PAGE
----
There were two important characteristics of the participants in this study that may have influenced the outcome.

  • The average 25-hydroxyvitamin D level of participants at the beginning of the study was 31 ng/ml (78 nmol/L). The NIH considers 20-50 ng/ml (50-125 nmol/L) to be the optimal level of 25-hydroxyvitamin D for most physiological functions. This means that study participants started in the middle of the optimal range with respect to vitamin D status.

[Note: The NIH defines the 20-50 ng/ml range as “adequate.”  However, I know many of my readers like to aim beyond adequate to reach what they consider to be “optimal.”  In the case of vitamin D, that might not be a good idea. The NIH considers anything above 50 ng/ml as associated “with potentially adverse effects.”  For that reason, I will refer to the 20-50 ng/ml range as optimal for this article. I wouldn’t want to encourage my readers to be aiming for above 50 ng/ml.]

  • Only 12.7% of participants had 25-hydroxyvitamin D levels below 20 ng/ml, which the NIH considers to be inadequate. The results with this group were not statistically different from the study participants with optimal vitamin D status, but it is not clear that there were enough people in this subgroup for a statistically valid comparison with participants starting with an optimal vitamin D status.
  • At the end of the first year, 25-hydroxyvitamin D levels in the treatment group increased to 42 ng/ml (105 nmol/L), which is near the upper end of the optimal range. Thus, for most of the participants, the study was evaluating whether there was a benefit of increasing vitamin D status from the middle to the upper end of the optimal range.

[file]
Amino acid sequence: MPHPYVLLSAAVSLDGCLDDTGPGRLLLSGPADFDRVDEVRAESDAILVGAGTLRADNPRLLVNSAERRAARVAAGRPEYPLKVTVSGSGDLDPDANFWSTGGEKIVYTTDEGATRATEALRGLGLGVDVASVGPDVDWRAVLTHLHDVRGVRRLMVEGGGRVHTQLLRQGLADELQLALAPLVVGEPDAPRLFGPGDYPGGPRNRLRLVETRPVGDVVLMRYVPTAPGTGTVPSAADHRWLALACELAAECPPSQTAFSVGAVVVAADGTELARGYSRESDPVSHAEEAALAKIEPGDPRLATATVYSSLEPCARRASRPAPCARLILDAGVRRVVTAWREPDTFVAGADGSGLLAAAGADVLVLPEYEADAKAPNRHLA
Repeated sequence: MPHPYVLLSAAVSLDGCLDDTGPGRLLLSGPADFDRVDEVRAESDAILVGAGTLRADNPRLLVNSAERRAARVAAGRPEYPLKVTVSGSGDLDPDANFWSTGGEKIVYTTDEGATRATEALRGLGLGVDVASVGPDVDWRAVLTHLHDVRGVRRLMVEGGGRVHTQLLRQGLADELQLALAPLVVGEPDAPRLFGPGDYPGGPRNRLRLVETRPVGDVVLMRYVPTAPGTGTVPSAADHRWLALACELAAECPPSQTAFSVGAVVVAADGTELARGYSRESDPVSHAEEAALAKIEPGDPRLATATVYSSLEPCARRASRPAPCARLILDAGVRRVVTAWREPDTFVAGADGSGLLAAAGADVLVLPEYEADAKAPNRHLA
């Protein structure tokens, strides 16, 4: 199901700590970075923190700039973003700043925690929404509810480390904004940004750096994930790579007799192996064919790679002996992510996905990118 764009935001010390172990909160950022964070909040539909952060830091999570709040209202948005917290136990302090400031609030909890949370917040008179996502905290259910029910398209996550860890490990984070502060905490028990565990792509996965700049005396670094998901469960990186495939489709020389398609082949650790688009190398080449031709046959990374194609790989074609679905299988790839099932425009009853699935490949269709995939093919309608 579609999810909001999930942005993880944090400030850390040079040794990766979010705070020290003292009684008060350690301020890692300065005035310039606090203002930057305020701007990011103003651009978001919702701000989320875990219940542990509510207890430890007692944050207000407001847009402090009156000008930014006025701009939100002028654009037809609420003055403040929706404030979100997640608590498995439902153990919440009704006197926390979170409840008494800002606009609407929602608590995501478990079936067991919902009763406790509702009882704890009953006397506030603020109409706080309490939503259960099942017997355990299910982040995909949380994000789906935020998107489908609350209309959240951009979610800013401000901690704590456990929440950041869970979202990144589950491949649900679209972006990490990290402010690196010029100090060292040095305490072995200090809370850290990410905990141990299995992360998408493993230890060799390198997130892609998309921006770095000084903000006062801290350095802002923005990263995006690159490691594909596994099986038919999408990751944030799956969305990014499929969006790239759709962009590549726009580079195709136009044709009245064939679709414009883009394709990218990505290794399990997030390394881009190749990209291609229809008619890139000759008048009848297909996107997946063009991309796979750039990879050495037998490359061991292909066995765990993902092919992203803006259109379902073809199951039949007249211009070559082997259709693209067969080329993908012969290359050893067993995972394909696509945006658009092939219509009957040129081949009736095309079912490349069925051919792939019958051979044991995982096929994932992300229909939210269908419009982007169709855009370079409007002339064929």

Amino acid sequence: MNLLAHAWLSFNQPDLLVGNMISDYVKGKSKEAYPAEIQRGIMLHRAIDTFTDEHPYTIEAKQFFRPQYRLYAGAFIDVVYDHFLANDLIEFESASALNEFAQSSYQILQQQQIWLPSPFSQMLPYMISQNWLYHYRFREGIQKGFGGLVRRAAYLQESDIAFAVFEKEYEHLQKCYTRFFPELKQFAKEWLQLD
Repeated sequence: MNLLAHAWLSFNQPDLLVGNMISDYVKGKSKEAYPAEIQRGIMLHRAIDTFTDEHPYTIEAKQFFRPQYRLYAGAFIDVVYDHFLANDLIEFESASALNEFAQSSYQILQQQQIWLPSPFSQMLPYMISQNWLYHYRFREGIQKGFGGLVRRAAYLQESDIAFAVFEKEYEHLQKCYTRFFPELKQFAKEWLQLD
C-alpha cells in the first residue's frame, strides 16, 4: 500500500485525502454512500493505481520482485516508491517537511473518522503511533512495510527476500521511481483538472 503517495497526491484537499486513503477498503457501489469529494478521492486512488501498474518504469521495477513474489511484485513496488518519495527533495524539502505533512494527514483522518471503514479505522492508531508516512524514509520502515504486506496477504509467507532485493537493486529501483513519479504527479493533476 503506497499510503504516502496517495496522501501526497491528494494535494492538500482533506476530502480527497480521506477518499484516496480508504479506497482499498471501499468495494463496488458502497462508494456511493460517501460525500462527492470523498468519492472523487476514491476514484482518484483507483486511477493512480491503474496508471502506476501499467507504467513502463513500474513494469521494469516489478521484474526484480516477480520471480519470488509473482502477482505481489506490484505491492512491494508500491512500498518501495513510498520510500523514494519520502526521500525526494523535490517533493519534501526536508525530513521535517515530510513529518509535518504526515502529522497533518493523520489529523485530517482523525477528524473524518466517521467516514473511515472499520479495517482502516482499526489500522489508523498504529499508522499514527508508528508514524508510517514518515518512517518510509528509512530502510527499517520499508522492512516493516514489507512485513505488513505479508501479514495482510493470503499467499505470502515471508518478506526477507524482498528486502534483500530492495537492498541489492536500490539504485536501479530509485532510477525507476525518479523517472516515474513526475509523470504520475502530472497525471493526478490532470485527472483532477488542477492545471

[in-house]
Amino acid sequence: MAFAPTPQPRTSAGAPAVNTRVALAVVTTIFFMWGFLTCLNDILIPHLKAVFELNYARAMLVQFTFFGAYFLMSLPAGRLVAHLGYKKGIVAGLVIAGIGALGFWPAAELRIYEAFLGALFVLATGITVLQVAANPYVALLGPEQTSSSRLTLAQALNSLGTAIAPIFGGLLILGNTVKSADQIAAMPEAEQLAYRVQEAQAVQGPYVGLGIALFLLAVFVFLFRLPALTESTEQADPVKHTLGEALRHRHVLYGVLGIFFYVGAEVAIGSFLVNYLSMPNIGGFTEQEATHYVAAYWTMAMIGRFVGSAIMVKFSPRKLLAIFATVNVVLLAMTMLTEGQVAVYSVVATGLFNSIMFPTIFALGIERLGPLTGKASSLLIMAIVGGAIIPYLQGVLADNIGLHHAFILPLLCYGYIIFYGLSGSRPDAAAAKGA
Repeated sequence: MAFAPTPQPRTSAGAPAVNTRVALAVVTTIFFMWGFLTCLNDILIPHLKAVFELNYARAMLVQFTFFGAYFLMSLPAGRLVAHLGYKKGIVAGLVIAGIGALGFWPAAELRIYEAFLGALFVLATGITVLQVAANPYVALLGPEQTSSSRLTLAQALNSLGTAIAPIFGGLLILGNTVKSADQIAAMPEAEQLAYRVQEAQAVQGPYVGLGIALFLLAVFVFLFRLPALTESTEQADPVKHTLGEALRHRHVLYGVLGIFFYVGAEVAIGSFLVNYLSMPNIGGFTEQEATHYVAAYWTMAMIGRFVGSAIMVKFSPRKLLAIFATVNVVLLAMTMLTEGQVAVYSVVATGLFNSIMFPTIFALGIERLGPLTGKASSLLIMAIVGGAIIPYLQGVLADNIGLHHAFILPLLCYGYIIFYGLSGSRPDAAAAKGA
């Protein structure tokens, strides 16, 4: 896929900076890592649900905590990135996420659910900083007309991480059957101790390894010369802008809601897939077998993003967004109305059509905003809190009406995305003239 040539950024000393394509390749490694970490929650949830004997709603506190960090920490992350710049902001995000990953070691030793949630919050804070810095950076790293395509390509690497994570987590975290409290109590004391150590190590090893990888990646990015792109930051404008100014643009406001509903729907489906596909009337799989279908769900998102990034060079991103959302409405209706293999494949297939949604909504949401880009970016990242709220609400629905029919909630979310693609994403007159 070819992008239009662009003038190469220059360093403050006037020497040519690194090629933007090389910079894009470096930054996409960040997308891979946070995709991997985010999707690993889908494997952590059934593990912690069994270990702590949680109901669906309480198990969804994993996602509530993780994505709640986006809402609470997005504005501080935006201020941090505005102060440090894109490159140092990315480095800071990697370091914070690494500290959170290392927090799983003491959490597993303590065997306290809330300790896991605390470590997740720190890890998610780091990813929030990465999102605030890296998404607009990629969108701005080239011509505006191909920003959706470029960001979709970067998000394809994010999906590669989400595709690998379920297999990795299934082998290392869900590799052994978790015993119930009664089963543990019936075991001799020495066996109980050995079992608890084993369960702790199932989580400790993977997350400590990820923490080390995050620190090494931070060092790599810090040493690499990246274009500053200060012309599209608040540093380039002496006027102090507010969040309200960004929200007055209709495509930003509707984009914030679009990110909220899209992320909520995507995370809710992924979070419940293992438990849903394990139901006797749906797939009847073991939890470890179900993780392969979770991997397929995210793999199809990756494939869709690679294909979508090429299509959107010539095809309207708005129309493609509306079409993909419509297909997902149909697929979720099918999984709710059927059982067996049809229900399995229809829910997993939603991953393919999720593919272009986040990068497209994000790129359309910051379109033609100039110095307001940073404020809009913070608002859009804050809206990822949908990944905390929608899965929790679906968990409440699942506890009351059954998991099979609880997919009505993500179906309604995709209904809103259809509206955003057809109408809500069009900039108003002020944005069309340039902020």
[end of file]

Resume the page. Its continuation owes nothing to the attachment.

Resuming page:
• The study allowed subjects to continue taking supplements that contained up to 800 IU of vitamin D. While the authors tried to correct for this statistically, it is a confounding variable.

Does Vitamin D Reduce The Risk Of Cancer?

 

the truth about vitamin d and cancerYou may remember from last week that omega-3s were more effective for reducing heart disease risk than for reducing cancer risk. What is the truth about vitamin D and cancer risk?   The results are reversed for vitamin D, so I will discuss cancer first.

The study reported that vitamin D supplementation did not reduce a diagnosis of invasive cancer of any type, breast cancer, prostate cancer, or colon cancer during the 5.3-year time-period of this study. This was the result that was reported in the abstract and was what lazy journalists, who never read past the abstract, reported.

However, the rest of the study was more positive. For example, occurrence of invasive cancer of any type was reduced by:

  • 23% in African-Americans.
  • 24% in patients with a healthy body weight.

Several previous studies have suggested that vitamin D may be more effective at preventing cancer in people with a healthy body weight, but the mechanism of this effect is currently unknown.

Most previous studies have not included enough African-Americans to determine whether they respond more favorably to vitamin D supplementation. However, African-Americans have a higher risk of cancer, so this finding deserves follow-up.

In addition, when the study looked at deaths from cancer, the results were very positive. For example:

  • Cancer deaths during the 5.3-year study period were reduced by 17%.
  • The longer vitamin D supplementation was continued the more effective it became at reducing cancer deaths. For example,
  • When the authors excluded cancer deaths occurring during the first year of supplementation, vitamin D reduced cancer deaths by 21%.
  • When the authors excluded cancer deaths occurring during the first two years of supplementation, vitamin D reduced cancer deaths by 25%.

Finally, no side effects were noted in the vitamin D group.

 

Does Vitamin D Reduce The Risk Of Heart Disease?

 

the truth about vitamin d and heart diseaseThe VITAL study also looked at the effect of vitamin D on heart disease risk. What is the truth about vitamin D and heart disease?  The results from this study were uniformly negative. There was no effect of vitamin D supplementation on all major cardiovascular events combined, heart attack, stroke, or death from heart disease. Does that mean vitamin D has no role in reducing heart disease risk? That’s not clear.